Featured Research

from universities, journals, and other organizations

Chipmunks Descended From Ancestors That Survived Last Ice Age, Scientists Say

Date:
July 13, 2004
Source:
University Of Illinois At Urbana-Champaign
Summary:
Eastern chipmunks have upset the apple cart of assumptions on glacier-driven population migrations. Based on a mitochondrial DNA analysis of 244 chipmunks, it seems the majority of them living in Illinois and Wisconsin today descend from ancestors who survived the last North American ice age.

CHAMPAIGN, Ill. -- Well, nuts.

Related Articles


Eastern chipmunks (Tamias striatus) have upset the apple cart of assumptions on glacier-driven population migrations. Based on a mitochondrial DNA analysis of 244 chipmunks, it seems the majority of them living in Illinois and Wisconsin today descend from ancestors who survived the last North American ice age in what researchers believe were isolated pockets of forestland amid the cold tundra.

The findings -- reported online this week (July 12-16) ahead of regular publication by the Proceedings of the National Academy of Sciences -- came as a surprise to researchers at the University of Illinois at Urbana-Champaign and the Illinois Natural History Survey.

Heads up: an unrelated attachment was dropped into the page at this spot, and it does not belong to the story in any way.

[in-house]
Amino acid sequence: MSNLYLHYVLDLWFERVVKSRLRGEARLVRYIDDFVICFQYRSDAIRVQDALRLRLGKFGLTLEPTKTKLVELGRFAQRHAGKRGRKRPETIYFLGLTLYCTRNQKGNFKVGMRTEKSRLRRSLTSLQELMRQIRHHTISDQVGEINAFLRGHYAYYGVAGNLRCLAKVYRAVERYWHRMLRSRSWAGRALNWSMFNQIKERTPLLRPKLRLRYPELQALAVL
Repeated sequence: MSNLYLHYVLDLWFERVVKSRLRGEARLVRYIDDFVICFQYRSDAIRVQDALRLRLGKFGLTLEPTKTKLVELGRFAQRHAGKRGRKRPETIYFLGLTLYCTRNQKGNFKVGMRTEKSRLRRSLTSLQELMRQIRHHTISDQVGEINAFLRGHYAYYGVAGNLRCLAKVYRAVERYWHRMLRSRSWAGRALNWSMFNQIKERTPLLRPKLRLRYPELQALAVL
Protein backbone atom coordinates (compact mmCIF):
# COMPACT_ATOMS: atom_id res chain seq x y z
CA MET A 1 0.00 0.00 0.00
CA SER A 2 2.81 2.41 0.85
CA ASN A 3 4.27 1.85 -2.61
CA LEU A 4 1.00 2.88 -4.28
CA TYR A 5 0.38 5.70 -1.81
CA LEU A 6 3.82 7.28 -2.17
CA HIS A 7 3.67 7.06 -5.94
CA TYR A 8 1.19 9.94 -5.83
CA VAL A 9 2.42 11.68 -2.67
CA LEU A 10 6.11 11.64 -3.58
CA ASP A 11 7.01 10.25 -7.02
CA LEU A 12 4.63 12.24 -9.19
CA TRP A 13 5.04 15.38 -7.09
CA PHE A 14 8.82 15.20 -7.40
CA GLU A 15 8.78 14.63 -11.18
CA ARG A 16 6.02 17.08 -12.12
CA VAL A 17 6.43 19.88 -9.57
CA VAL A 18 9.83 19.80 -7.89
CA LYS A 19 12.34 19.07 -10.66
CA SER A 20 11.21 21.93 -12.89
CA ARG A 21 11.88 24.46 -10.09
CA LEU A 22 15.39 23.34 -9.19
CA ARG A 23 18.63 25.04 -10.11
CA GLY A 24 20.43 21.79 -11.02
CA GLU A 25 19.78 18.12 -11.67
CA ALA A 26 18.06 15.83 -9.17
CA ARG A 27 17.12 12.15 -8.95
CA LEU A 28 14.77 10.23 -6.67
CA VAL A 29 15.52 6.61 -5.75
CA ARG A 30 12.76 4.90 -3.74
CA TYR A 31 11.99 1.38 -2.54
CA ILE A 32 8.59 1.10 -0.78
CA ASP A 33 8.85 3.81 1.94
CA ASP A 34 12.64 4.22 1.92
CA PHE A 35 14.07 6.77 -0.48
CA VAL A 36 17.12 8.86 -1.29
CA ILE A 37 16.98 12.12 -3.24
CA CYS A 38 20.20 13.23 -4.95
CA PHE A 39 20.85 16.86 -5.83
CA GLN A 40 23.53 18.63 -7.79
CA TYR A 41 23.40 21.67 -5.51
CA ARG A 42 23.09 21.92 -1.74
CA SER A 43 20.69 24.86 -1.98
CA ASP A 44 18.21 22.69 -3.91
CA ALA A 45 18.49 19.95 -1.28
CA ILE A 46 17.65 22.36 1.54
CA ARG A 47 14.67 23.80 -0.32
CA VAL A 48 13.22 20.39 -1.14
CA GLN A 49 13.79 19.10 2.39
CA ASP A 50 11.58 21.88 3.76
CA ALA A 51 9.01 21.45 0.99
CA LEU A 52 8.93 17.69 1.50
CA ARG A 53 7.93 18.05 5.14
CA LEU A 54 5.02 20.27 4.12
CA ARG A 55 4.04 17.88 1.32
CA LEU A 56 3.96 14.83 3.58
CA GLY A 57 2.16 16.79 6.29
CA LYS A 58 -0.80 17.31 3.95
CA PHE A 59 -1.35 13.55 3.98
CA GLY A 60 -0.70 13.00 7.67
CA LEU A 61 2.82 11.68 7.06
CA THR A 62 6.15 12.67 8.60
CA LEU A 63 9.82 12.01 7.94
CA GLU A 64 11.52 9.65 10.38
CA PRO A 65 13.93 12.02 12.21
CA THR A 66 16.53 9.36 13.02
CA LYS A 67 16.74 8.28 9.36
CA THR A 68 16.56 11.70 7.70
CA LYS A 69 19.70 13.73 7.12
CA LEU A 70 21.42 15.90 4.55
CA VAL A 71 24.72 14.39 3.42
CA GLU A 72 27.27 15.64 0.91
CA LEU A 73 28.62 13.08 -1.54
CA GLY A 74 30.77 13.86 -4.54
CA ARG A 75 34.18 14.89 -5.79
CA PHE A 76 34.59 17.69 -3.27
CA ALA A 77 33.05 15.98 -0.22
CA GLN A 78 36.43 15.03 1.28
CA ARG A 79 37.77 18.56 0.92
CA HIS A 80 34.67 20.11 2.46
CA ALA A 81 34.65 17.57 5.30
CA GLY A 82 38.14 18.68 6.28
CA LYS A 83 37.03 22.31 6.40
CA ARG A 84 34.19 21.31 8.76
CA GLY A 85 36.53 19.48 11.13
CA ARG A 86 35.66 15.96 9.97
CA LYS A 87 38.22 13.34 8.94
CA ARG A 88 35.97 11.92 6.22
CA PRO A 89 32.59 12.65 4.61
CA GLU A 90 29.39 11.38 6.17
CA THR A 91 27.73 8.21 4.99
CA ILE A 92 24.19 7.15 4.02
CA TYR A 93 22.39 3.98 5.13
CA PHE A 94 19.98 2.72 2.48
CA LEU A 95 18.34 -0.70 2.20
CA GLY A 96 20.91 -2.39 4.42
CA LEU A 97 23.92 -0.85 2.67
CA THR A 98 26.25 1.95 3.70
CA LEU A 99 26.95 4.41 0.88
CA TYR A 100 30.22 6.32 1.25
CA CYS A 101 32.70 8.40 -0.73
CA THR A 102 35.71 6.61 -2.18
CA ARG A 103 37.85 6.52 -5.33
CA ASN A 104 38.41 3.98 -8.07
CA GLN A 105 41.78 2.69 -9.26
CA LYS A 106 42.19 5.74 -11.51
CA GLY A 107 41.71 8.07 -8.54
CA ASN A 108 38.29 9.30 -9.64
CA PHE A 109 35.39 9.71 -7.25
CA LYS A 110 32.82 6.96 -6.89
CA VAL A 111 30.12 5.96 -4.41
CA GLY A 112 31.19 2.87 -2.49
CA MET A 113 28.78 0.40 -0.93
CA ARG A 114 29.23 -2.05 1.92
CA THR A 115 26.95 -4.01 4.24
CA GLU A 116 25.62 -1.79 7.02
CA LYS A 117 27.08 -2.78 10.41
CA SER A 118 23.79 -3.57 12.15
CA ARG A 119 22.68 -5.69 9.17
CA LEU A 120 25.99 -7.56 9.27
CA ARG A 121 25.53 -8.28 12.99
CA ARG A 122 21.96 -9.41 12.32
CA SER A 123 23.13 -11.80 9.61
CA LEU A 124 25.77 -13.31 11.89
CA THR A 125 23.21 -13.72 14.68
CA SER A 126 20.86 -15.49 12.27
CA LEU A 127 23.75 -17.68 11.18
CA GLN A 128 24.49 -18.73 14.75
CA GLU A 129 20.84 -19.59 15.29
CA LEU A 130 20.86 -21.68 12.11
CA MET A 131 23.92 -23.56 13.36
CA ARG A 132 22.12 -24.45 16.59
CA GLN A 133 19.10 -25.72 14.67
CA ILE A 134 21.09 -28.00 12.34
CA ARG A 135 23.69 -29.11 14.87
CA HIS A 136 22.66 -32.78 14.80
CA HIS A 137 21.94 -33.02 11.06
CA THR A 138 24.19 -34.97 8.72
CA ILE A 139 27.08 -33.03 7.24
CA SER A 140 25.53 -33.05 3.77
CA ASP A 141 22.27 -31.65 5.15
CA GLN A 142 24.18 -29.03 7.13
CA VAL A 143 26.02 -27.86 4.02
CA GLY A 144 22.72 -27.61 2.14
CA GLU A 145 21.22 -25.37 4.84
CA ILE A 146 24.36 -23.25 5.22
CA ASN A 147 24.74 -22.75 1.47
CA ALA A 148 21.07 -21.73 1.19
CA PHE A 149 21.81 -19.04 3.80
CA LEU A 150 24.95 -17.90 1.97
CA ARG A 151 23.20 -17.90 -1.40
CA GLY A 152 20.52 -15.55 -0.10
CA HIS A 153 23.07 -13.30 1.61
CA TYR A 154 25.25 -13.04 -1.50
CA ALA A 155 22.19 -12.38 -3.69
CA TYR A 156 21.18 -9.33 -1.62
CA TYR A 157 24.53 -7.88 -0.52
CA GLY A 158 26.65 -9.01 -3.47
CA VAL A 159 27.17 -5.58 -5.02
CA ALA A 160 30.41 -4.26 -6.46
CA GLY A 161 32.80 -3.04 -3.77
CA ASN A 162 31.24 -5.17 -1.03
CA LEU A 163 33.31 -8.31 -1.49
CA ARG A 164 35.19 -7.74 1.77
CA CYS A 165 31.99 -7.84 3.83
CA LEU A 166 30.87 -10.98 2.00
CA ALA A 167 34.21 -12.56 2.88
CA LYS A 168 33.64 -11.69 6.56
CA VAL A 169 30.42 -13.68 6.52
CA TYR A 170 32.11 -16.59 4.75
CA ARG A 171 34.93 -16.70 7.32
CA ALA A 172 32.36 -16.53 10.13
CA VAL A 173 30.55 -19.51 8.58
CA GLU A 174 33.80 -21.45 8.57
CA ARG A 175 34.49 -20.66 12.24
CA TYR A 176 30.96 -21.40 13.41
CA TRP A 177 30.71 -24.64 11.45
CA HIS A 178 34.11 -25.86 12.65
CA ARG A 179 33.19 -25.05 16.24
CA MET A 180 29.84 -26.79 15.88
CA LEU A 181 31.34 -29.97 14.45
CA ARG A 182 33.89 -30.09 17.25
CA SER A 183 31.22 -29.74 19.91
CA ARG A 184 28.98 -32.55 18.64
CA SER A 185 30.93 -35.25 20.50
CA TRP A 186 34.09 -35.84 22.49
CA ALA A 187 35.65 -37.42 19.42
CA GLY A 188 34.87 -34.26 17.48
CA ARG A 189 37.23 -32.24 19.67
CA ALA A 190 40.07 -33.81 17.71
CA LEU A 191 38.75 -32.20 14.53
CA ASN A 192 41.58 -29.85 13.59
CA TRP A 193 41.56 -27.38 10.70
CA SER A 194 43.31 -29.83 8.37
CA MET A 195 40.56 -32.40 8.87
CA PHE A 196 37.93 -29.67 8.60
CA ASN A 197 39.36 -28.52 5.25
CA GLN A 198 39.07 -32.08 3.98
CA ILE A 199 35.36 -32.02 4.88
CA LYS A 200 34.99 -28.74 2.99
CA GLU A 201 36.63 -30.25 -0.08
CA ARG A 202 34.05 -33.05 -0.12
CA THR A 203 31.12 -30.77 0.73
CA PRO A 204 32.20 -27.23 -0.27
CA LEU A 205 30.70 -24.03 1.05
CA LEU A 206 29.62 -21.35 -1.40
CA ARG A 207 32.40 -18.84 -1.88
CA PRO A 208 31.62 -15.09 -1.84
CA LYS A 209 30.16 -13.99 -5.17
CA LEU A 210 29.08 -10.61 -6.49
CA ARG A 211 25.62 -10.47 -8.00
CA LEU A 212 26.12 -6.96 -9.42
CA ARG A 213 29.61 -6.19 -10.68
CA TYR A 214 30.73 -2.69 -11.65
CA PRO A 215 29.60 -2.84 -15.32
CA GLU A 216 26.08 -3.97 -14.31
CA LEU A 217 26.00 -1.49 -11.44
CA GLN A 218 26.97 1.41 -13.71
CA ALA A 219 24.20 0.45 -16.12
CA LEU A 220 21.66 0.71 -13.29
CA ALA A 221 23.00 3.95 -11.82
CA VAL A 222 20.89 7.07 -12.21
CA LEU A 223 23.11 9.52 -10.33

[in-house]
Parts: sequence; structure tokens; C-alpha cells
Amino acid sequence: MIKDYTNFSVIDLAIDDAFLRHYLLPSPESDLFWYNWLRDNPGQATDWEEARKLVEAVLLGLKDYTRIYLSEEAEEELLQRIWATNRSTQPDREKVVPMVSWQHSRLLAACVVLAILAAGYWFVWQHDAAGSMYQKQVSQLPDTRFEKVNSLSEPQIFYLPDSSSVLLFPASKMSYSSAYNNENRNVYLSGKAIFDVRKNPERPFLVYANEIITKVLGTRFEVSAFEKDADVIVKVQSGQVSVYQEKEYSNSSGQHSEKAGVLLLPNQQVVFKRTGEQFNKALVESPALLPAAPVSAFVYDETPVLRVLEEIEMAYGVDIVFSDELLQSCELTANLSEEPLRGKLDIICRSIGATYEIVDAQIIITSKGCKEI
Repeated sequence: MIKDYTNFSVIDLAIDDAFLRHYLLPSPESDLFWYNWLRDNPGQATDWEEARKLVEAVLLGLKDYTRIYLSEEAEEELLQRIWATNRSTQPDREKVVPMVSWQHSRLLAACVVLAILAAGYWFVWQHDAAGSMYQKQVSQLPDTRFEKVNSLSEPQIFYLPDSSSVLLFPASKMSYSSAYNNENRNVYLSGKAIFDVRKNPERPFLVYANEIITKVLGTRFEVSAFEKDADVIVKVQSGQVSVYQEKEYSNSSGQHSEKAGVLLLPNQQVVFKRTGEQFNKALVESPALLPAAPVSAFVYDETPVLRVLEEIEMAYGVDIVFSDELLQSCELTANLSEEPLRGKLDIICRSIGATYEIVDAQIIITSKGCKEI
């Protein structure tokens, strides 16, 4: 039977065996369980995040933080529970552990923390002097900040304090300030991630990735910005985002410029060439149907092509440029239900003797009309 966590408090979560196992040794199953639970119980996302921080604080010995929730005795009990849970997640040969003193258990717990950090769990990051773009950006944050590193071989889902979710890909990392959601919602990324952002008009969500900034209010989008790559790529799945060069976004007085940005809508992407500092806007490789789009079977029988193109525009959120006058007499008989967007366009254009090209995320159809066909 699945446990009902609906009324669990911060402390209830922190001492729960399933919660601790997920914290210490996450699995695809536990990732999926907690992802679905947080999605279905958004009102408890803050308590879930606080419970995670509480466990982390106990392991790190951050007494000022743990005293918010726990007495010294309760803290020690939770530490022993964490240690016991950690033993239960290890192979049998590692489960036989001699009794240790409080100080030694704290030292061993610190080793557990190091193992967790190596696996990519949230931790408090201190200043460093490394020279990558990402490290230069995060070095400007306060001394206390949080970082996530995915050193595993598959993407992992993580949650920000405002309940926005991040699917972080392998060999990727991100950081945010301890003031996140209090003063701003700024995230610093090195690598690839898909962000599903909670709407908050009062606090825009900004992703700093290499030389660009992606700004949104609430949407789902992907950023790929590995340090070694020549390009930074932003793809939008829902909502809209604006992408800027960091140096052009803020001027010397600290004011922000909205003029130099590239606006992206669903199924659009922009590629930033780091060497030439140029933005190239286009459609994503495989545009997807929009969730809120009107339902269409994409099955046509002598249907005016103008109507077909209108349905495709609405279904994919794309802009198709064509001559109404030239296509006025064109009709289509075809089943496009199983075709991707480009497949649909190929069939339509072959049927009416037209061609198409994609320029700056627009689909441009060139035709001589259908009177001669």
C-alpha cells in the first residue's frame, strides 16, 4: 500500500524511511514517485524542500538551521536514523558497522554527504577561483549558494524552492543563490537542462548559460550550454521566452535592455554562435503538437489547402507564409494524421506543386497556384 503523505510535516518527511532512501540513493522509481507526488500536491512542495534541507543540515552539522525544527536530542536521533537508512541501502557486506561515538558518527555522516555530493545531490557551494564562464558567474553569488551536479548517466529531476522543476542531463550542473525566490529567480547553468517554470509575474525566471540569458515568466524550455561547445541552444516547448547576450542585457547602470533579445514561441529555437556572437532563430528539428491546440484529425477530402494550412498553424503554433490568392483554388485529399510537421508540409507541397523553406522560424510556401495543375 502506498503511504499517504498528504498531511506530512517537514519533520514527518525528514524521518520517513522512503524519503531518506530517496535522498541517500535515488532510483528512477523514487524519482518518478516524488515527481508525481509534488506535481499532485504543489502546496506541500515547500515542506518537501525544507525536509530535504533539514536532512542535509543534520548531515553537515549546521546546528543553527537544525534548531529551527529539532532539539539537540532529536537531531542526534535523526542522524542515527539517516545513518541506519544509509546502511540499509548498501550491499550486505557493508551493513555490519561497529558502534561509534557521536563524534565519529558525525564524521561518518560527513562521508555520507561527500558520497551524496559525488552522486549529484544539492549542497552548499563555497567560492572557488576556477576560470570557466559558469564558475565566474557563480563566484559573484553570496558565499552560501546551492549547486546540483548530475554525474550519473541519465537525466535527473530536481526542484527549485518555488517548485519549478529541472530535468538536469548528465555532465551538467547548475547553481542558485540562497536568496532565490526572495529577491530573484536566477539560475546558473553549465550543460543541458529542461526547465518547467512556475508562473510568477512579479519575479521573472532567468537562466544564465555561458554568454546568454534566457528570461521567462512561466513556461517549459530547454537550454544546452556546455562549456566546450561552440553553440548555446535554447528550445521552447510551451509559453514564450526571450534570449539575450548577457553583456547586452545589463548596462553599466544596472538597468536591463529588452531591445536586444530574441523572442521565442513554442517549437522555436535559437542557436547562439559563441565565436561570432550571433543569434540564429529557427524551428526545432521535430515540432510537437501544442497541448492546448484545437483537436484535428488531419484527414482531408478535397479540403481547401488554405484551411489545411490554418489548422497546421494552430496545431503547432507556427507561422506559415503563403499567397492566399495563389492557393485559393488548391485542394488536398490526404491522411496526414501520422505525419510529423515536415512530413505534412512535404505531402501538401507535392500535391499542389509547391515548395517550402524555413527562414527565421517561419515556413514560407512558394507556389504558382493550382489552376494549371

They found that 78 of the 95 haplotypes (groups of individuals with similar sequences of base pairs of genetic material) identified in mostly the Wisconsin and Illinois populations clearly descend from survivors in the west and north, closer to the Wisconsin glaciation. Over time, these chipmunks migrated south from the colder region, merging with chipmunks that migrated into the region from the warmer east and south.

"This is counter-intuitive given that organisms would be expected to respond to glacial expansion by shifting their ranges to more suitable climates most often in a southern refuge followed by a northward recolonization as the glaciers receded," said Kevin C. Rowe, lead author and doctoral student in the evolutionary/molecular biology laboratory at the U. of I.

"It also is particularly surprising that while chipmunks in Illinois and Wisconsin are closely related, they are distantly related to chipmunks in Indiana and Michigan," he said. "There really is no clear geographical barrier at present that should lead to their isolation, so chipmunk history may be responsible. From our data, this history appears to include colonization of the Midwest from multiple sources such as separate ice-age refugia."

Unlike nuclear DNA that passes along vital genetic information, mitochondrial DNA is found in organelles and generates energy. It has been used to trace genetic lineage. In this case, researchers focused on a mitochondrial region called the D-loop, a highly variable one that opens a window on geographical time and distribution of organisms.